The resilient New Zealand sharemarket has risen more than 5 per cent in an impressive November after having another powerful day of trading.
The S&P/NZX Index has fallen on just five days during the bullish month. The leading index closed out November with a gain of 128.69 points or 1.02 per cent to a new high of 12,768.52.
Volume was the heaviest for the month, with 104.8 million shares worth an incredible $536.46 million changing hands, led by market heavyweight Fisher and Paykel Healthcare. There were 66 gainers and 74 decliners over the whole market.
The index opened November at 12,084.47, fell slightly on the first day and has then gone on an inexorable run of gains to reach new peaks. The previous record was set on November 17 at 12,765.03.
Greg Smith, head of research for Fat Prophets, said the optimism of new vaccines, the change to the Biden administration in the United States and the central banks playing ball with economic stimulus has fed through the markets, despite the rising Covid-19 cases and hospitalisation rates.
"The talk of a year-end Santa rally has come early in November, setting up an interesting next few weeks. There is a risk of a market correction – the risk has been heightened with markets globally reaching record highs – but a pull-back would be in the order of 5 per cent and 10 per cent max," Smith said.
"Our economy is doing better than people expected, including consumer spending, and the market will continue to be well supported."
Leading cap stocks Fisher and Paykel Healthcare, Mainfreight and Meridian drove the market higher. Fisher and Paykel surged $1.97 or 5.8 per cent to $35.92 on hefty trade worth $91m; Mainfreight roared through the $62 mark, rising $1.89 or 3.12 per cent to $62.39; and the index's second largest capitalised stock Meridian increased 25c or 4.05 per cent to $6.43.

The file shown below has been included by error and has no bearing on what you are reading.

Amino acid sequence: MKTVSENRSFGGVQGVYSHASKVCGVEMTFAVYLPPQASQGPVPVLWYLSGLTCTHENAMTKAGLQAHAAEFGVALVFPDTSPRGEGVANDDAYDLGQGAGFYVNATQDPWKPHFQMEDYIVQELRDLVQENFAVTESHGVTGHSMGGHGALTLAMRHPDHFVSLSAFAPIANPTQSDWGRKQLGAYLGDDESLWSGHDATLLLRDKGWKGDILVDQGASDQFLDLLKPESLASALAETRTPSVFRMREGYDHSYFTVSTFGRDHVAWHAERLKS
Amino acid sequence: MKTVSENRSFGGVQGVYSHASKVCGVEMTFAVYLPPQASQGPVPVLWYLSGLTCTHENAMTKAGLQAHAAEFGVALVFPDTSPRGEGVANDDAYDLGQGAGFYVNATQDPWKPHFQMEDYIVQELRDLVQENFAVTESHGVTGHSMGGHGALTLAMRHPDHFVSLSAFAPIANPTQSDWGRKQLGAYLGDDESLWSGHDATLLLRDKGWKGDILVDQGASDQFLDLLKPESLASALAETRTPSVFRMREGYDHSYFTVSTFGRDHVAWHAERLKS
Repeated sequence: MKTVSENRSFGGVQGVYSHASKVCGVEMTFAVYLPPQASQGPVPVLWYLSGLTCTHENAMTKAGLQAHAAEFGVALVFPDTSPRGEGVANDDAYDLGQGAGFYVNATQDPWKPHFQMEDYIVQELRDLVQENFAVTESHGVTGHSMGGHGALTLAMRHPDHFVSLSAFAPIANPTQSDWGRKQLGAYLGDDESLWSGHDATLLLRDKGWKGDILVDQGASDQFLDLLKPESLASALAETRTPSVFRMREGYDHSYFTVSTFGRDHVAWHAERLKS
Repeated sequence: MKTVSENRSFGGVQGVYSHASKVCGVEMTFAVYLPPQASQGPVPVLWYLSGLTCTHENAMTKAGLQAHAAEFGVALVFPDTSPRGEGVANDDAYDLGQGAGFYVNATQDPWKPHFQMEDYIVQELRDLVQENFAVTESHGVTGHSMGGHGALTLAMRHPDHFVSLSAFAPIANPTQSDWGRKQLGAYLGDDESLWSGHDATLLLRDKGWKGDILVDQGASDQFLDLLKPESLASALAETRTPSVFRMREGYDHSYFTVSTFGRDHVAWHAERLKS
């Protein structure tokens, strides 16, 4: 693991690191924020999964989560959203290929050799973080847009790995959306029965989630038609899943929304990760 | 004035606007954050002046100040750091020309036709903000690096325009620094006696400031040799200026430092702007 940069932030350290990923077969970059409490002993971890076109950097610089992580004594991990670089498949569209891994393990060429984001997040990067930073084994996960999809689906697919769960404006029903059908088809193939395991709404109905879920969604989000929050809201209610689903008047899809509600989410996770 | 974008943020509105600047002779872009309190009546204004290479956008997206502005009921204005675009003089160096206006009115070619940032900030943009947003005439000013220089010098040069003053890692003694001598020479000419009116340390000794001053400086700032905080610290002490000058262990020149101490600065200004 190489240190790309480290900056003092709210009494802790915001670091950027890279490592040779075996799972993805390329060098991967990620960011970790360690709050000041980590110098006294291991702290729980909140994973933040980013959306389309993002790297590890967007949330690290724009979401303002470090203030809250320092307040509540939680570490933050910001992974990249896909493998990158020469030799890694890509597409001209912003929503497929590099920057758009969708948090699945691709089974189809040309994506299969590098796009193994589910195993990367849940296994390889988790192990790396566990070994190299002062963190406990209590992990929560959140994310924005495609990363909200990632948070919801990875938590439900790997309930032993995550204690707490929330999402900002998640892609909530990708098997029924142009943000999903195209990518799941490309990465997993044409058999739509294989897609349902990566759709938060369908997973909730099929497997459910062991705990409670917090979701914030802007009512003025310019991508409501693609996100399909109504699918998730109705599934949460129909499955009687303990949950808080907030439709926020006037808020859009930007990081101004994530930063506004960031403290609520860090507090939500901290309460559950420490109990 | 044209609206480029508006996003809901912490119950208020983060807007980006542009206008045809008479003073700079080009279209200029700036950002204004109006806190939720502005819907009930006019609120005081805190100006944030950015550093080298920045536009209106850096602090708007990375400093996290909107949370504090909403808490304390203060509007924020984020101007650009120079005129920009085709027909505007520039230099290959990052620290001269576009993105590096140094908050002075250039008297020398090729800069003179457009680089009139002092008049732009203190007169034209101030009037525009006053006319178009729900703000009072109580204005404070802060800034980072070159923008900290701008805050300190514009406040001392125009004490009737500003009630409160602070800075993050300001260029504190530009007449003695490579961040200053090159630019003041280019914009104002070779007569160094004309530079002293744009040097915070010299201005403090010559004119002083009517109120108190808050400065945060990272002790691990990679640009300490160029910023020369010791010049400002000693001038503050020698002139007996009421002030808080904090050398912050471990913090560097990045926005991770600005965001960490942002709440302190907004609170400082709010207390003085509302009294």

Contact Energy gained 16c or 2.09 per cent to $7.80; a2 Milk increased 8c to $14.75; utilities investor Infratil rose 22.2c or 3.88 per cent to $5.95, Auckland International Airport climbed 125c to $7.78, and kiwifruit grower and packer Seeka gained 18c or 4.59 per cent to $4.10.
Interestingly, QEX Logistics – which exports to China along with a2 Milk – said its daigou business was struggling and consumers now preferred to buy milk powder products within China.
QEX reported a 30 per cent drop in revenue to $19.38m for the six months ending September and its loss was $5.8m, mainly because of the $4.3m worth of imported products that went missing, presumed stolen, from its warehouse in Shanghai. Its share price fell 3.5c or 8.64 per cent to 37c.
Synlait, 20 per cent owned by a2, fell 13c to or 2.34 per cent $5.43; Chorus was down 22c or 2.61per cent to $8.20; and The Colonial Motor Company had a rare drop, declining 18c or 2.05 per cent to $8.62.
Kathmandu Holdings group chief executive Xavier Simonet is stepping down in six months for a new job in the Australian public service, and its share price fell 8c or 6.15 per cent to $1.22.
Heartland Group Holdings rose 4c or 2.84 per cent to $1.45 after telling shareholders at the annual meeting its net profit for the four months ending October was $29.9m and heading for a full-year profit of $83m-$85m. The banking group said it was reviewing its structure and may create four divisions: New Zealand Banking, Motor Finance, FinTech and Australia reverse mortgages.
Allied Farmers, which is backing an upcoming new listing NZ Rural Land Company, rose 9.2 or 13.37 per cent to 78c.
Stride Property Group said its total annual dividend will be 9.91c a share and it is paying a second-quarter dividend of 1.9c a share on December 22. Stride's share price was unchanged at $2.22.
Other property stocks Precinct was down 2c to $1.72 and Argos slipped 1c to $1.49, Goodman Trust also lost 1c to $2.40 and Kiwi Property fell 4c or 3.25 per cent to $1.19.